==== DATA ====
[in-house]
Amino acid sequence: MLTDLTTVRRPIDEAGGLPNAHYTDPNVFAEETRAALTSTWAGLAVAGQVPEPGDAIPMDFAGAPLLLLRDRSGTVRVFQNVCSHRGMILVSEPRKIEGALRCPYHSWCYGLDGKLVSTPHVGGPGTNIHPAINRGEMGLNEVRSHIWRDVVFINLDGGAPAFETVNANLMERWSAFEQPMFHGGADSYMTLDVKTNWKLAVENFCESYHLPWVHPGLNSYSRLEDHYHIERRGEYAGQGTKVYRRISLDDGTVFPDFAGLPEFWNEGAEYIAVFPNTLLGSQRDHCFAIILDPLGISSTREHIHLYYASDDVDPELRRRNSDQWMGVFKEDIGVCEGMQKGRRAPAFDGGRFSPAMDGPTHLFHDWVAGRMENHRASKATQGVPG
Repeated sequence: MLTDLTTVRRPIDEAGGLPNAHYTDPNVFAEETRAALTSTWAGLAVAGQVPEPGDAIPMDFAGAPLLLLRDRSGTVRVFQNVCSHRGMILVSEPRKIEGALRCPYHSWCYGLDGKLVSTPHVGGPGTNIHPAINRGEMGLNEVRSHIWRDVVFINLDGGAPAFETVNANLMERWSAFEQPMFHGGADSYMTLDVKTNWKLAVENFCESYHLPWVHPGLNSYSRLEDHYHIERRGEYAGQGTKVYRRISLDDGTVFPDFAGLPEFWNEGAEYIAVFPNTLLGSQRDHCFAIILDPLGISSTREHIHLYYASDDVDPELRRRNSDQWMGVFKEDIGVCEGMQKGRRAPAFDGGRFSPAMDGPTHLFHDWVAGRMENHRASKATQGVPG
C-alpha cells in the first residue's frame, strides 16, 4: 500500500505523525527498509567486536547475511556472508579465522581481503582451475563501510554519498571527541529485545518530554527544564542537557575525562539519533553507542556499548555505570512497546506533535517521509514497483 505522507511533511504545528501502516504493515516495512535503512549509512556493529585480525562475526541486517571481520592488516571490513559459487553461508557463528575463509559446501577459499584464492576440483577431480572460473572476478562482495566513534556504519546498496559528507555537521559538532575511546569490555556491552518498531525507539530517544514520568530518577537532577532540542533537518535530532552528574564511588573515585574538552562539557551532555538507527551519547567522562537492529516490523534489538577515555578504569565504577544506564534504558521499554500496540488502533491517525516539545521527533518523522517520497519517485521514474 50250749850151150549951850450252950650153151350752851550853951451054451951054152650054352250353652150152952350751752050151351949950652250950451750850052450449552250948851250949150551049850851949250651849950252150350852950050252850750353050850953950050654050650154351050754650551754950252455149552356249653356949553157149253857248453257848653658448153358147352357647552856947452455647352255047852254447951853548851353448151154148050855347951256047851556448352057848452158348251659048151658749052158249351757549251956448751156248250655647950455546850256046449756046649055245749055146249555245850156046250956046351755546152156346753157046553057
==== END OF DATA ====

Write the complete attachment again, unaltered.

[in-house]
Amino acid sequence: MLTDLTTVRRPIDEAGGLPNAHYTDPNVFAEETRAALTSTWAGLAVAGQVPEPGDAIPMDFAGAPLLLLRDRSGTVRVFQNVCSHRGMILVSEPRKIEGALRCPYHSWCYGLDGKLVSTPHVGGPGTNIHPAINRGEMGLNEVRSHIWRDVVFINLDGGAPAFETVNANLMERWSAFEQPMFHGGADSYMTLDVKTNWKLAVENFCESYHLPWVHPGLNSYSRLEDHYHIERRGEYAGQGTKVYRRISLDDGTVFPDFAGLPEFWNEGAEYIAVFPNTLLGSQRDHCFAIILDPLGISSTREHIHLYYASDDVDPELRRRNSDQWMGVFKEDIGVCEGMQKGRRAPAFDGGRFSPAMDGPTHLFHDWVAGRMENHRASKATQGVPG
Repeated sequence: MLTDLTTVRRPIDEAGGLPNAHYTDPNVFAEETRAALTSTWAGLAVAGQVPEPGDAIPMDFAGAPLLLLRDRSGTVRVFQNVCSHRGMILVSEPRKIEGALRCPYHSWCYGLDGKLVSTPHVGGPGTNIHPAINRGEMGLNEVRSHIWRDVVFINLDGGAPAFETVNANLMERWSAFEQPMFHGGADSYMTLDVKTNWKLAVENFCESYHLPWVHPGLNSYSRLEDHYHIERRGEYAGQGTKVYRRISLDDGTVFPDFAGLPEFWNEGAEYIAVFPNTLLGSQRDHCFAIILDPLGISSTREHIHLYYASDDVDPELRRRNSDQWMGVFKEDIGVCEGMQKGRRAPAFDGGRFSPAMDGPTHLFHDWVAGRMENHRASKATQGVPG
C-alpha cells in the first residue's frame, strides 16, 4: 500500500505523525527498509567486536547475511556472508579465522581481503582451475563501510554519498571527541529485545518530554527544564542537557575525562539519533553507542556499548555505570512497546506533535517521509514497483 505522507511533511504545528501502516504493515516495512535503512549509512556493529585480525562475526541486517571481520592488516571490513559459487553461508557463528575463509559446501577459499584464492576440483577431480572460473572476478562482495566513534556504519546498496559528507555537521559538532575511546569490555556491552518498531525507539530517544514520568530518577537532577532540542533537518535530532552528574564511588573515585574538552562539557551532555538507527551519547567522562537492529516490523534489538577515555578504569565504577544506564534504558521499554500496540488502533491517525516539545521527533518523522517520497519517485521514474 50250749850151150549951850450252950650153151350752851550853951451054451951054152650054352250353652150152952350751752050151351949950652250950451750850052450449552250948851250949150551049850851949250651849950252150350852950050252850750353050850953950050654050650154351050754650551754950252455149552356249653356949553157149253857248453257848653658448153358147352357647552856947452455647352255047852254447951853548851353448151154148050855347951256047851556448352057848452158348251659048151658749052158249351757549251956448751156248250655647950455546850256046449756046649055245749055146249555245850156046250956046351755546152156346753157046553057